Day 2 – Writing Beliefs

Hey team! Here is what we did for 1/14/2016.

Before I go into detail, here are a few quick reminders.

  • Don’t forget to follow @slbenko on twitter.
  • Also, my twitter is @heyemmateach and not my full name. Don’t be freaked out if you don’t recognize the name/photo if I reply or tweet.
  • We are looking for help with the blog. Do you have an idea for the title? Or how we can make posts more connected and reflective? We look forward to hearing your ideas 🙂

For today’s class, we read Smagorinsky’s first chapter and the NCTE Beliefs about Teaching Writing. Our focus today was on writing territories and writing beliefs.

Writing territories are topics, genres, or areas of writing. As Benko explained, sometimes the scariest part of writing is the beginning. If students are able to list or think about their own writing territories, they feel confident and capable. (If you want to look into more about Writing Territories, you can check out the twowritingteachers blog post “Give Heart Maps a Rest! Try Writing Territory Maps” or Nancie Atwell’s book In the Middle: A Lifetime of Learning about Writing, Reading, and Adolescents).  

To understand this, there was a quick write about topics you write, genres you want to write, and audiences you want to write for. Before the quick write, though, Benko did some really important things. First, she modeled her own answers. Modeling is something you are going to hear a lot about in this class (because it is super important!). Second, she showed that she is a writer. Teachers need to write, too. Why do you think it is important to model both writing and being a writer?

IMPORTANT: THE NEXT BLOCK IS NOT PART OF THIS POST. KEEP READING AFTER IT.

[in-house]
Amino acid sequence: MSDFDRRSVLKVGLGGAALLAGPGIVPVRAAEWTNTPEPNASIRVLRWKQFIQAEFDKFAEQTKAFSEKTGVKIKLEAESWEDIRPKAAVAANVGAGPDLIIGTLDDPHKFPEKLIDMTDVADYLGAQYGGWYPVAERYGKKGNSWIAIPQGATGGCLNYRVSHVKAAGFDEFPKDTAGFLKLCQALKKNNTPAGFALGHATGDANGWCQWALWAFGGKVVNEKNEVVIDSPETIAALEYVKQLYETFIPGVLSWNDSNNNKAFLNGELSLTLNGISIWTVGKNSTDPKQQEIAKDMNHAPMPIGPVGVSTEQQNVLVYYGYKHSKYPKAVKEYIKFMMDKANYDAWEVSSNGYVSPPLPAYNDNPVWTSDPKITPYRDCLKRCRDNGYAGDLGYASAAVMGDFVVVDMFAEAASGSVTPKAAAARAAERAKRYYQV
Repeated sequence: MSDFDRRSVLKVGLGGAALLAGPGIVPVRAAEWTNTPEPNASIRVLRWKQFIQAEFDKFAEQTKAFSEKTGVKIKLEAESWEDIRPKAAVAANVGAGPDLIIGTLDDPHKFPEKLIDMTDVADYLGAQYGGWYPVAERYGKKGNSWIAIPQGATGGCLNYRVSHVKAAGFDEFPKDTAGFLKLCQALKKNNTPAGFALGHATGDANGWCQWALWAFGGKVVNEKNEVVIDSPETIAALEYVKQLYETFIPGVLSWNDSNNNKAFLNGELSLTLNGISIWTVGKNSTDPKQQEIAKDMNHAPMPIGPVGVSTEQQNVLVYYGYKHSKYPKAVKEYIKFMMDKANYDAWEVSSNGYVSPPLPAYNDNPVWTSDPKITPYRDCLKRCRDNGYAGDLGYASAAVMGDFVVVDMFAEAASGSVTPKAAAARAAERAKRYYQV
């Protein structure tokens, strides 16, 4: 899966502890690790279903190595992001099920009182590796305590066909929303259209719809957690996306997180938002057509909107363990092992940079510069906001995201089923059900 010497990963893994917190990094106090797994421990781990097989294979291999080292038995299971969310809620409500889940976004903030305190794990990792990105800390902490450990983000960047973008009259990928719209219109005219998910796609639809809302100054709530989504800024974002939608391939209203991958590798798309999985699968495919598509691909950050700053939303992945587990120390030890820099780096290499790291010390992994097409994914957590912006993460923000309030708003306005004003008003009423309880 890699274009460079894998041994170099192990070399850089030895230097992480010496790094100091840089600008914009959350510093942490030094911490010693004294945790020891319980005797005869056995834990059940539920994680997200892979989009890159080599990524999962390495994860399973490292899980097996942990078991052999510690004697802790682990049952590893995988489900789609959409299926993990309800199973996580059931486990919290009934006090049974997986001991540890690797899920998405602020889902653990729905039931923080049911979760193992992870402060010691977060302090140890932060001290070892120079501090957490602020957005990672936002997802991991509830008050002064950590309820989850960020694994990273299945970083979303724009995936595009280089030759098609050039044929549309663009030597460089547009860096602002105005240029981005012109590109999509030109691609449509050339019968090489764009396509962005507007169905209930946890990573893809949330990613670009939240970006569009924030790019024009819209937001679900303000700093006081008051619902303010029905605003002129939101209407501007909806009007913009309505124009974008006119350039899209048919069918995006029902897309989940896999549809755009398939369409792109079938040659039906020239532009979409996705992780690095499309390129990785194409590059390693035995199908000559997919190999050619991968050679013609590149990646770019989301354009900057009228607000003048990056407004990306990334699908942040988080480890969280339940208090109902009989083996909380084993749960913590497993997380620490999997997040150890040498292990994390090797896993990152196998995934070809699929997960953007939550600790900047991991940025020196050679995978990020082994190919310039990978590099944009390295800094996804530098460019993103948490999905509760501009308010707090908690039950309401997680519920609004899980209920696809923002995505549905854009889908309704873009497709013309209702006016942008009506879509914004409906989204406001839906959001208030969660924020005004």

Looking back at the quick write, I think we noticed that we all have a lot of things we are comfortable or interested in writing about. Benko told us that kids have great ideas and lot to say, but they may not be able to. Students need space to write (hey, that could be your classroom!). The quick write proved that all students have writing potential. 

After that, we broke into groups to look at the scenarios in Smagorinsky’s text. It seems like each scenario had good and bad. I heard lots of great thoughts like –

  • Who determines what great writing is?
  • How important is grammar?
  • How do we represent ourselves and our community in writing?
  • Should writing be focused on process or product?
  • How do we let students have control and choice over their writing (while still being educational)?

I think these questions will be answered as the semester goes on, but this shows some great thinking. I’m glad you are asking the tough questions.

Here are our boards which describe the scenario, list the tension, and then connect to the NCTE beliefs.

Thinking ahead, I recommend bookmarking the NCTE Beliefs. These had a big impact on my ideas and plans for the projects. The beliefs made me ask myself, “How can I achieve these in my teaching?” I know at some tables that the idea of accomplishing these beliefs felt overwhelming or confusing. One concern was connecting students to real-world audience writing projects. I think this is can be tough (especially if you don’t have the resources or connections), but I found some resources/great examples. 

Here is a link to the Indiana Writers Center. Their outreach programs are good examples of how students can connect with their community through writing. http://www.indianawriters.org/pages/outreach 

And here is a link to the National Writing Project. This site has a good list of projects that can inspire you. http://www.nwp.org/cs/public/print/resource_topic/writing_in_the_community

 You’ll be introduced to more models and examples in the class about all the beliefs, but these links might be a good source to come back to when you work on your projects.

-Emilie

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